I always admired Death Wish more as an oddity than a genuinely great action picture. It’s a little hard to become invested in a film series known for gratuitous amounts of graphic violence and rape, many times in the same scene. And while the Death Wish remake thankfully avoids become the exploitation mess it could have been, the film is still just as odd for its unusual mix of commentary and comedy amid bullets and blood.
Bruce Willis now plays the role of Paul Kersey, appearing with far less hair on his head, now a Chicago surgeon as opposed to a New York architect. He has to witness day after day multiple patients with gunshot wounds rushed into the ER. It’s draining work, but he can still have fun at his lovely home with his beautiful wife and college-bound daughter. Surely nothing terrible will happen to them because they’re so carefree and all smiles. They’re built up to be such a sugary family that the inevitable beating the wife and daughter receives only occurs after they decide to make a birthday cake for Paul secretly.
I will give Eli Roth credit in that the expected inciting incident that sets off Paul is not as hard to watch as the original. Rather than draw out a long and uncomfortable rape of a mother and daughter that leaves one dead and the other in a coma, the scene is kept tense with the tease for a sexual assault that doesn’t get very far and gunshots quite subtle. That being said, Roth doesn’t disappoint in the rest of the violence that becomes just as cartoonish as it does gory. Blood will splatter, neck cracked, and one unlucky thug has his skull crushed as his brains spill out.
Roth’s film is one that’s hard to love for its seesawing of gritty drama and over-the-top violence. You can probably guess which category he excels at best. When Willis is going on the hunt and making snarky remarks, he’s in his element. When he’s trying to look sad and depressed with contemplating losing his family, however, the heart isn’t there, and his acting becomes downright awkward to watch as he stumbles through his quieter scenes. Almost of mercy, the film is aware enough of these shortfalls and slowly steers the focus away from the dramatic elements. It’s a smart move, but it would have been an even better move if Rothe embraced more of the crazy than the relatable.
Several aspects of Paul’s crusade come with consequences, but they’re rarely explored. There’s no point made in bringing up the dangers of copycat vigilantes that are gunned down in the street if Paul ignores, turning off a news report and then never addressing it again. Why even bother having morning radio debates on the slippery slope of Paul’s revenge spree when they’re just as quickly swept under the rug? Rather than dig deep into these issues or cut them out for the sake of campy violence, Roth decides to dance around them, taunting the audience with his film being culturally relevant, but not really.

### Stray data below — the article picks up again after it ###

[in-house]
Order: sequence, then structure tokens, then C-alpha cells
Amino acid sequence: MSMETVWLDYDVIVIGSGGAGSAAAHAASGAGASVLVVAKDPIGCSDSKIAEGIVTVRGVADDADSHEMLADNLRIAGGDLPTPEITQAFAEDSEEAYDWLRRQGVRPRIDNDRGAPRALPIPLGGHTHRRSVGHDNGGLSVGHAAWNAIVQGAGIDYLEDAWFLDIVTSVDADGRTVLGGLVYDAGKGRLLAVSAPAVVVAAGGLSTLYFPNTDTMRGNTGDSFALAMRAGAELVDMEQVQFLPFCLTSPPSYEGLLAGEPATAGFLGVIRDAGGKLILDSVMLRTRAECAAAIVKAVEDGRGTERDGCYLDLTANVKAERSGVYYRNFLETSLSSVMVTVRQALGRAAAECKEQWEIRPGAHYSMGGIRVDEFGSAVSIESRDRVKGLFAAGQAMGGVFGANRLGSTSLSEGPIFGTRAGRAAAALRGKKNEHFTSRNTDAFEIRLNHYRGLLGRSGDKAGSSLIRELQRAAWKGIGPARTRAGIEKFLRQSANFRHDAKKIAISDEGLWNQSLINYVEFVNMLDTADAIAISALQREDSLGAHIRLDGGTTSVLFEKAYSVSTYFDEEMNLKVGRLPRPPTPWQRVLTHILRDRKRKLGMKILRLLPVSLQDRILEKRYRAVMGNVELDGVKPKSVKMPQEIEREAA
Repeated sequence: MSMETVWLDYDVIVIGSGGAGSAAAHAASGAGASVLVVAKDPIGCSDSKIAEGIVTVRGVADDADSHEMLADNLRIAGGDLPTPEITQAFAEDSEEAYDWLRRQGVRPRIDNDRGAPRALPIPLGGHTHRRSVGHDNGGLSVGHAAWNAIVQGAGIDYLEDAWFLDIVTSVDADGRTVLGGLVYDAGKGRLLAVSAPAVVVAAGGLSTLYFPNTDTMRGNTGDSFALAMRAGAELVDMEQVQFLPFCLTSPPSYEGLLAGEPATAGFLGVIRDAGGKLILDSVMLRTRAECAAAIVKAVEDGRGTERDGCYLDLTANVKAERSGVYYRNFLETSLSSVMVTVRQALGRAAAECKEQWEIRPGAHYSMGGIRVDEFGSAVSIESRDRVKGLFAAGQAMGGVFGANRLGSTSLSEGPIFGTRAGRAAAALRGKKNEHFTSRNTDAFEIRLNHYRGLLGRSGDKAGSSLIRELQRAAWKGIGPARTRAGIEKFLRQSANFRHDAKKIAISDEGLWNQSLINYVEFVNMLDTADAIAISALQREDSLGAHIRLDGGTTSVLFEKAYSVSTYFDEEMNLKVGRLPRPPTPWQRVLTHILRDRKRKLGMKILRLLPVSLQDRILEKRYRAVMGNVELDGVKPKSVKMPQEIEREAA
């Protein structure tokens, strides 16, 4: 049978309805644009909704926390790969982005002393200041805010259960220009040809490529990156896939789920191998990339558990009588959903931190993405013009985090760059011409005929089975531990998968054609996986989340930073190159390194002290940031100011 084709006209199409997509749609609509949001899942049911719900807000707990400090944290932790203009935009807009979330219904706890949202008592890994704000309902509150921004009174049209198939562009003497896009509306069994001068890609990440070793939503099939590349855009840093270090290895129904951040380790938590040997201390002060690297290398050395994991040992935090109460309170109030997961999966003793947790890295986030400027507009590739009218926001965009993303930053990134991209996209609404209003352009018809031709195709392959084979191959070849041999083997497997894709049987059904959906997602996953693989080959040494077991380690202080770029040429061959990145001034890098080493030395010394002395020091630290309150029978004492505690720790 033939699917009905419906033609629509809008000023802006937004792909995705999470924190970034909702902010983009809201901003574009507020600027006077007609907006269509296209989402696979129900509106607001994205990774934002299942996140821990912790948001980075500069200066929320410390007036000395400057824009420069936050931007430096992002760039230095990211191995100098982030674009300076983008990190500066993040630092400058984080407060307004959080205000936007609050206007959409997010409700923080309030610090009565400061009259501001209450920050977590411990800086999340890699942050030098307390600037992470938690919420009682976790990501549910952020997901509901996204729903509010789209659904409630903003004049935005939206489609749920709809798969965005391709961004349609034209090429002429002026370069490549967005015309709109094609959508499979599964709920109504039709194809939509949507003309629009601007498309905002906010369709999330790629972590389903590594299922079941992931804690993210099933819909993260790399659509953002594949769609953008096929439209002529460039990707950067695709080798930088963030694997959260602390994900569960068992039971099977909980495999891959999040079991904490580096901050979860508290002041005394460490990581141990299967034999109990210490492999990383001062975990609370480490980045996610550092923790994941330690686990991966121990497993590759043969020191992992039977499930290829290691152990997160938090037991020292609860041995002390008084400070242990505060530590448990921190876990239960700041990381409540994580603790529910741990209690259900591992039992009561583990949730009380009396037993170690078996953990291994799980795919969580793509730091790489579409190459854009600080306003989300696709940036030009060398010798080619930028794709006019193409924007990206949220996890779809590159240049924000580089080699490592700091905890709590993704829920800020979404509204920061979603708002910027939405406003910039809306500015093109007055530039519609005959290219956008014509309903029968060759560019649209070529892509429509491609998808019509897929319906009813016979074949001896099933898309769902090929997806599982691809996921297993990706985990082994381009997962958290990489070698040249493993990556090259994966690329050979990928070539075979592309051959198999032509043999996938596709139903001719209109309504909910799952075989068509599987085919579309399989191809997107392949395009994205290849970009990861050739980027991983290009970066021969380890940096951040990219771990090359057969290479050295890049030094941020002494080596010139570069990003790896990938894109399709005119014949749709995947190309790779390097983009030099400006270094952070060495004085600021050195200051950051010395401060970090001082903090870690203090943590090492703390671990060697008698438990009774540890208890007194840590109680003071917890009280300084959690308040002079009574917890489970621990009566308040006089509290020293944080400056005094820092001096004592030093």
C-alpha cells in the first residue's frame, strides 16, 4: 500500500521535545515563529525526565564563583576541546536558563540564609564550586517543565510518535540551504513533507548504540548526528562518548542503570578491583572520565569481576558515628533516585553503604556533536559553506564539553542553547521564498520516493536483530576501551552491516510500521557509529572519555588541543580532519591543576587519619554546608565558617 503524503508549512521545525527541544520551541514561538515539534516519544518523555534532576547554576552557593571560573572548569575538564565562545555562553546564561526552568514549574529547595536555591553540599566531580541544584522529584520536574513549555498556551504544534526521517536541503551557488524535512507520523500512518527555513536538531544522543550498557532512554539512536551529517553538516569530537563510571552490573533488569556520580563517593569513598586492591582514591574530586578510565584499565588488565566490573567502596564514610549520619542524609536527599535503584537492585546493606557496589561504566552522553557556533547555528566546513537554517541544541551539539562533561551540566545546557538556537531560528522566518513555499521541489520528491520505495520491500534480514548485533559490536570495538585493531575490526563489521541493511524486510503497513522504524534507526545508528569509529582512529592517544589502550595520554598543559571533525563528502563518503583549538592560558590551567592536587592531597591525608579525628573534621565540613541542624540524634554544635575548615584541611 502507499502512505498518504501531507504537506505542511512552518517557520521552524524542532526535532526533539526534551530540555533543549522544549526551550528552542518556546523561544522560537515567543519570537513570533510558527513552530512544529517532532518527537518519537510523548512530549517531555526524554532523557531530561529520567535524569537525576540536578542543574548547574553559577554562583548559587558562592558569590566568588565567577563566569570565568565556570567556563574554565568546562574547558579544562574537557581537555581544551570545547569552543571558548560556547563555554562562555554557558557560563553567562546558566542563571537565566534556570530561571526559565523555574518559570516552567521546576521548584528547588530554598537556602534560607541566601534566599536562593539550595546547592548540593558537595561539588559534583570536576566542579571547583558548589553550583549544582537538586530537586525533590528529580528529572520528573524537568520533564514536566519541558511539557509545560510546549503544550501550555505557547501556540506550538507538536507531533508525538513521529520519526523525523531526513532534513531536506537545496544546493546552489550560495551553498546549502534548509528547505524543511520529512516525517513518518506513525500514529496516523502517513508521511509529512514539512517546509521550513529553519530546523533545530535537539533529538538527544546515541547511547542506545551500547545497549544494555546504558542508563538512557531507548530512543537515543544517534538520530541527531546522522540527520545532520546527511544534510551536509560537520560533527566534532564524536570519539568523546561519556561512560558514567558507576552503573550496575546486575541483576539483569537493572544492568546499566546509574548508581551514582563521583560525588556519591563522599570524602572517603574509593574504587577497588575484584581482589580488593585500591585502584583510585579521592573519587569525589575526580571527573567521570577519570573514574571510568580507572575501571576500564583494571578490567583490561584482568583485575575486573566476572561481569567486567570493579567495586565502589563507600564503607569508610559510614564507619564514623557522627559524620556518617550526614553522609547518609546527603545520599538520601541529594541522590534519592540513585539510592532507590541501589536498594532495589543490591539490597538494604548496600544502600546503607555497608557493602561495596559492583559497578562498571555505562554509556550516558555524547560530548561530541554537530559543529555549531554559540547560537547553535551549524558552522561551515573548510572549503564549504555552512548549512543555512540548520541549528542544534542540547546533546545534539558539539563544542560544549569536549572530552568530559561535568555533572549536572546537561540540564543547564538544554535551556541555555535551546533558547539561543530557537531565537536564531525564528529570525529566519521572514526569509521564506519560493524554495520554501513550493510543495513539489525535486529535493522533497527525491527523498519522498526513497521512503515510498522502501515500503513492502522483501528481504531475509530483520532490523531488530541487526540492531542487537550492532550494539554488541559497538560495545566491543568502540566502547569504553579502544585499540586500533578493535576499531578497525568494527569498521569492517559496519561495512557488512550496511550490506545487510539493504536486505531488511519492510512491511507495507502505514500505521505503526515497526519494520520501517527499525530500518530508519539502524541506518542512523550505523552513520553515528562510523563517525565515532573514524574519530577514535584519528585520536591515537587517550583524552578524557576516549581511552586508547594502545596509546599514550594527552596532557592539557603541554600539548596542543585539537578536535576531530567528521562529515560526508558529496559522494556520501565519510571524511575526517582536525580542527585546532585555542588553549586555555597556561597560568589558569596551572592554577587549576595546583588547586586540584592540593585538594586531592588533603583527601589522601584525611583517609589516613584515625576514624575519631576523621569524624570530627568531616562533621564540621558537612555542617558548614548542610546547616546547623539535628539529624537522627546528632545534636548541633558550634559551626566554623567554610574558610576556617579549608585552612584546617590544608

And it can’t be ignored how poorly timed this movie was with the current state of arguing about gun control. While the film had reportedly been pushed back because of the Vegas shooting, now it has the uncomfortable awkwardness of coming out after the Parkland shooting. I don’t want to hold that against the film, but it should be noted that this film was pretty much a love letter for the NRA. This film doesn’t just showcase a lot of guns; it loves firearms to a ridiculous degree. When Paul becomes inspired to go out and buy one, he’s greeted in the gun shop by a bouncy blonde that perkily sets him up with a form and dismisses how tough gun safety classes are to pass, reasoning that anyone can qualify. This type of attitude would set off red flags about gun access in Chicago, but all Paul gathers from that visit is “Man, it sure takes a lot of work to get a gun. Better go steal one of a gangster.”
Death Wish has its demographic down for targeting middle-aged Americans who love guns and want to take a bite out of the next generation with their dentures. Willis is a snarky anti-hero who loves shooting young punks, Vincent D’Onofrio is an all-American guy gunning for a union job, Dean Norris is a pursuing detective that thinks gluten-free foods are yucky, and the soundtrack boasts top hits of classic rock. All it’s missing is a Make America Great Again hat, Willis fumbling with a smartphone, and a preachy rant about how lazy millennials are to be the elderly audience movie of the year.
And I honestly would have been okay with this over-the-top presentation if Roth decided to keep this film where it firmly belongs in cartoony gore land, going so far as to have a goon killed by a bowling ball falling off a shelf. But when he ventures outside this territory, into the world of gun violence, being a real issue with dire consequences, the cracks in the entertainment value become uncomfortably thick, as if Tarantino meshed footage of Schindler’s List into Inglourious Basterds. I wanted to like Death Wish for being a bullet and blood bonanza, but not when it tries to make a point of all this madness, only to trail off into another silly segment of Willis getting in an ouch-inducing kill. Such inconsistencies made me wish this tired franchise had stayed buried, coming out as the wrong film at the wrong time.